Psychological or emotional problems – Food allergies have been clearly linked to a range of psychological and behavior disorders such as autism and hyperactivity in children, anxiety, depression, inability to concentrate, mood swings, and ‘fogginess’.
Food addictions – If you are addicted to a food, you are probably allergic to it. This is because allergic reactions in the body trigger the release of certain chemicals, among them, opioids, which make you feel good. If you feel happier when you eat that food, you can develop a craving for it.
Food allergy signs
- Flushed skin or a rash
- Tingling or itchy sensation in the mouth
- Swelling of the face, tongue or lips
- Vomiting and/or diarrhea
- Stomach cramps
- Swelling of the throat
- Difficulty breathing
- Loss of consciousness
Types of Food Allergies
If you are allergic to a food, you can experience either an immediate or a delayed reaction to food. The immediate reaction pattern is referred to as Type l food allergy. Immediately or within a short time after eating the food, you show clear and often dramatic symptoms. If you are allergic to fungus, you might develop abdominal cramps within an hour of eating a ragout containing mushrooms. A child with a type 1 reaction to kiwi fruit might experience severe itching in the mouth or vomiting within 15 minutes of eating a kiwi fruit.
The most dangerous Type l reaction is called anaphylaxis – a severe reaction that can be fatal within minutes. If you or your child experiences light-headedness), swollen tongue or throat, difficulty breathing, fainting or facial swelling immediately after eating food, seek immediate emergency care.
Type l food allergies are easy to diagnose. They respond to allergy skin tests, and show up on blood tests because they result in an excess of IgE antibodies. For many doctors, this is the only kind of real food allergy. Recent estimates show that that Type l food allergies occur in between 3-5 % (sometimes to 8%) of children, and in 1-2 % of adults.
Type ll food allergy does not involve IgE antibodies*. Instead, IgA, IgG and IgM antibodies may be produced. This reaction pattern is associated with the release of inflammatory substances by the immune system. Many food allergies are of this type, therefore, they are not detected by standard allergy tests, which usually only test for the IgE antibodies.
Some reactive patterns are ‘hidden’. Delayed patterns of food allergy (referred to as Type lll food allergy) often go unrecognized because the symptoms are not usually obvious, and may occur days after the food is eaten. Also, since they do not involve the production of excess IgE antibodies, delayed allergy reactions to not show up on skin tests or IgE antibody tests. Rather, they tend to show up as clusters of physical, behavioral and learning problems affecting several body systems at once.
You may experience Type lll allergy as a combination of recurring or persistent symptoms such as breathlessness, frequent clearing of throat, episodes of hyperactivity and emotional hypersensitivity, chronic stuffy nose, and frequent flu-like symptoms. Another person may experience recurring headaches, frequent itching of the eyes, abdominal pains, fatigue, bouts of depression, sleep problems, and swelling of the lymph nodes. These delayed reaction patterns of food allergy are difficult to diagnose. Yet according to many health practitioners, they account for the majority of food allergies, especially in children.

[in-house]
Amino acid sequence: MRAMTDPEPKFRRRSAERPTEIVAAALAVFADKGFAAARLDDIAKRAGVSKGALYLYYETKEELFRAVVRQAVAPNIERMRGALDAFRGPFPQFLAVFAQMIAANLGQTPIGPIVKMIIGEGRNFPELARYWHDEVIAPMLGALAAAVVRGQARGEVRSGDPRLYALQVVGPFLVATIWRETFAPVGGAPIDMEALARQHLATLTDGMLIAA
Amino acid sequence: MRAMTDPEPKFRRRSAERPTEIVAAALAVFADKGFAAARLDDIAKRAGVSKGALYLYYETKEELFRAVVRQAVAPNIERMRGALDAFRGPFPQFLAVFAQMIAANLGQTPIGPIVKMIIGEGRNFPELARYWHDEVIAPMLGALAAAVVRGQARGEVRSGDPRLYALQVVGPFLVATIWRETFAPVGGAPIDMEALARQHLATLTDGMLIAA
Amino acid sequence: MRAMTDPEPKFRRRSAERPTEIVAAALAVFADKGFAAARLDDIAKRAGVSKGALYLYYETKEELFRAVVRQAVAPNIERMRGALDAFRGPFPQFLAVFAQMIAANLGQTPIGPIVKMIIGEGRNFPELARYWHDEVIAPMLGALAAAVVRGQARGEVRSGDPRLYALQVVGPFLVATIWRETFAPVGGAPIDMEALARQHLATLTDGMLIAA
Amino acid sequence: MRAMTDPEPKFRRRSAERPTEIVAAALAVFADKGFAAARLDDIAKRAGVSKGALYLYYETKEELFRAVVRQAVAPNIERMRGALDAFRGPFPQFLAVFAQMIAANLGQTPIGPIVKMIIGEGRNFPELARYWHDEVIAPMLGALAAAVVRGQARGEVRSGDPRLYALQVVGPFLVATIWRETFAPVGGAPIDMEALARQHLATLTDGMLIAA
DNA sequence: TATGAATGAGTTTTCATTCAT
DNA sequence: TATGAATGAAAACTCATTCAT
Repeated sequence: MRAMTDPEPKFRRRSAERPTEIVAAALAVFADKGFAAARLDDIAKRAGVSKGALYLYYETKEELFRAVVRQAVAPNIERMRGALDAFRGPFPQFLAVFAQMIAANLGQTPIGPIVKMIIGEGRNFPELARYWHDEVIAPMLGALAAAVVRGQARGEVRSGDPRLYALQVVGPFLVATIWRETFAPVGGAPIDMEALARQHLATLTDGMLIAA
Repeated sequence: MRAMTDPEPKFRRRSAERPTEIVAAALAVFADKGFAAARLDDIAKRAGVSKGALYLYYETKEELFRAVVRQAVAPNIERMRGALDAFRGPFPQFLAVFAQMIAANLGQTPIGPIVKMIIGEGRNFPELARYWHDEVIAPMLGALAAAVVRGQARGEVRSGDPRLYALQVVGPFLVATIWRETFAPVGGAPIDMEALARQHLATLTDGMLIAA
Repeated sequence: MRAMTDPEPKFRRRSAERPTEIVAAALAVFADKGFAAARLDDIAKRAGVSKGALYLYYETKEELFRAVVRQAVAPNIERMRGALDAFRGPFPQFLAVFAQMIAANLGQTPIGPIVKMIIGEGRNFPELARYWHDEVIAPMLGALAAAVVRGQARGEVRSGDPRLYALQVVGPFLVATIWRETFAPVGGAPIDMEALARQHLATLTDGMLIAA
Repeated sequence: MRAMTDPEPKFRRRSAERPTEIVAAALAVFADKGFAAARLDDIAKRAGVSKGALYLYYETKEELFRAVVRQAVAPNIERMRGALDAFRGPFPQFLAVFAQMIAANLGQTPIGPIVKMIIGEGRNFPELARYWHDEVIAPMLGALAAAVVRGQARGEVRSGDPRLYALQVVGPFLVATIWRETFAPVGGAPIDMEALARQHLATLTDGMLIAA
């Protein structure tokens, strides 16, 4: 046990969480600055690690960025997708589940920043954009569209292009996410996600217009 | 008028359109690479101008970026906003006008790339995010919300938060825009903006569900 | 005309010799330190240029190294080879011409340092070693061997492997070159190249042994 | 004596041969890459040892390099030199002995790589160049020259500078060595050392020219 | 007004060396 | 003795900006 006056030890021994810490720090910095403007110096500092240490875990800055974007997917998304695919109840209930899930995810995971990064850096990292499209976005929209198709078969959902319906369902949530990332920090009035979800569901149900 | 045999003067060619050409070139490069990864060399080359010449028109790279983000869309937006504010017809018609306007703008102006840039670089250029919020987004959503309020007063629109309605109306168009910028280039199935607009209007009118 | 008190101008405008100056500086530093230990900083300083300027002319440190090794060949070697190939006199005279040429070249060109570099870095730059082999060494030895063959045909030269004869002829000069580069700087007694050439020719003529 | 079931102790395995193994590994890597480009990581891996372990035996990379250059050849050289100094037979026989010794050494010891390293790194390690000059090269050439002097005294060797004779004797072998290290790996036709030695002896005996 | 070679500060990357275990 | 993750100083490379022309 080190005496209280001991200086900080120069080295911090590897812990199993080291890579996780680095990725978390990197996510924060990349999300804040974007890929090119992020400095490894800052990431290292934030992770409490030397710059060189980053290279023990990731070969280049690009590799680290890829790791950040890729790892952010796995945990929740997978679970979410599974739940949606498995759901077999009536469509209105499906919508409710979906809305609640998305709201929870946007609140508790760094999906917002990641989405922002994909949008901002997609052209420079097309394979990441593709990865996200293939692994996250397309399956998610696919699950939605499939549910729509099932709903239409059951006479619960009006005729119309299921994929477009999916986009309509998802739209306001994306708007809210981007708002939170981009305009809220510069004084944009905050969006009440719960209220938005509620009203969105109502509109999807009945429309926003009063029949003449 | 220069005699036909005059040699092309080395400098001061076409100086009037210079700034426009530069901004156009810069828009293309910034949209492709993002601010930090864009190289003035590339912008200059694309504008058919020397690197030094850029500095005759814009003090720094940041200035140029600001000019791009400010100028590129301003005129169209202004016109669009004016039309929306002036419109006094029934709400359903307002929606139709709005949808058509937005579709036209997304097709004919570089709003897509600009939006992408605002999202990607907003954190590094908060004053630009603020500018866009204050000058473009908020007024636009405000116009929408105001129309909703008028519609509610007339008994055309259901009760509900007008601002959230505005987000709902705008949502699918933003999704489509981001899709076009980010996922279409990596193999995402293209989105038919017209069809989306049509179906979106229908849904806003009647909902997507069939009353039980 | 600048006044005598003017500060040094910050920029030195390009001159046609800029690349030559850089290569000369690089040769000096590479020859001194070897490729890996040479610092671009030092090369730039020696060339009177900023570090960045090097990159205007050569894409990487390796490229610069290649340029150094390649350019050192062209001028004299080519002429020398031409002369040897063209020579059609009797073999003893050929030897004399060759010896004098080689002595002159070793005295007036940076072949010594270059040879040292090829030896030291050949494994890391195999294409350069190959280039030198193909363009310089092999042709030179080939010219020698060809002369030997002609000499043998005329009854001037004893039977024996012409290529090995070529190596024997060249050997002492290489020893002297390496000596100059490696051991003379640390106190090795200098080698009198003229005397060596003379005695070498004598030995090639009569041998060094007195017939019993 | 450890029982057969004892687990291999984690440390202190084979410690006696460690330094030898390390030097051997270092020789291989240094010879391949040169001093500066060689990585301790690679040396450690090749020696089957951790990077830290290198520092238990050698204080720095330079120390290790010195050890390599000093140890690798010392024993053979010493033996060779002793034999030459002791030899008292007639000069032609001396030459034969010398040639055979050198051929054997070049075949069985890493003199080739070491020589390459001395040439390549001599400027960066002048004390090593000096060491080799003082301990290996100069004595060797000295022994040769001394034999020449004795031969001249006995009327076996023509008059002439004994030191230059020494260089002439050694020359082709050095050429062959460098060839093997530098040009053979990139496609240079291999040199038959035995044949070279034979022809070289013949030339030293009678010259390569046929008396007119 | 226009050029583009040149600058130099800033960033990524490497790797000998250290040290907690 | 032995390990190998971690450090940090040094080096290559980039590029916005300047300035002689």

In fact, food allergies are so common – and still so frequently undiagnosed – that you should take any undefined pattern of illness that involves different symptoms and different body symptoms as a sign of food allergy until proven otherwise.
It used to be accepted that children outgrew food allergies, and adults sometime report the same, but we now that allergies just evolve and change over time. For instance, allergies to milk or eggs can evolve into respiratory or other allergies, or as various health problems. For true healing to occur, the underlying allergies must be addressed.
The most common treatment for food allergies is avoidance. This will relieved the symptoms and prevent further damage; however, it can mean a lifetime of restrictive diets.
There is some evidence that eating organic foods can decrease the incidence or severity of allergic reactions to food, and may even help protect against allergic reactions. Organic foods provide more of the quality nutrients needed to build up the immune system, which is always weak in those with allergies. Certainly, a diet high in organic foods decreases the chances of developing allergies to food additives and pesticides, and can reduce the incidence of allergies.
However, if you already have food allergies, the damage they have already caused still needs to be corrected.
The best solution to food allergies is desensitization. There are different treatment options available, some of them immunizing the body to allergens with extracts taken under the tongue or injections. Acupuncture has also been shown effective in treating some allergies. The problem is that these therapies may not address the underlying health issues, such as nutrient deficiencies, toxin overload or stress, that caused food allergies in the first place.
For a real solution to food allergies, choose a program that involves detoxification to clear the body of toxins that contribute to allergies, corrects other underlying health problems, and desensitizes you to the allergens that are affecting you.
Once the food allergies are under control or eliminated, it is important that you obtain solid nutritional advice to help you maintain and build the health of your immune system. If you don’t eat enough of the right foods, or eat too much of the wrong foods, you are at risk of developing new allergies or other problems. A good diet is still your best protection.
*IgE antibodies: If you have an allergy, your immune system overreacts to an allergen by producing antibodies called Immunoglobulin E (IgE). These antibodies travel to cells that release chemicals, causing an allergic reaction. This reaction usually causes symptoms in the nose, lungs, throat, or on the skin.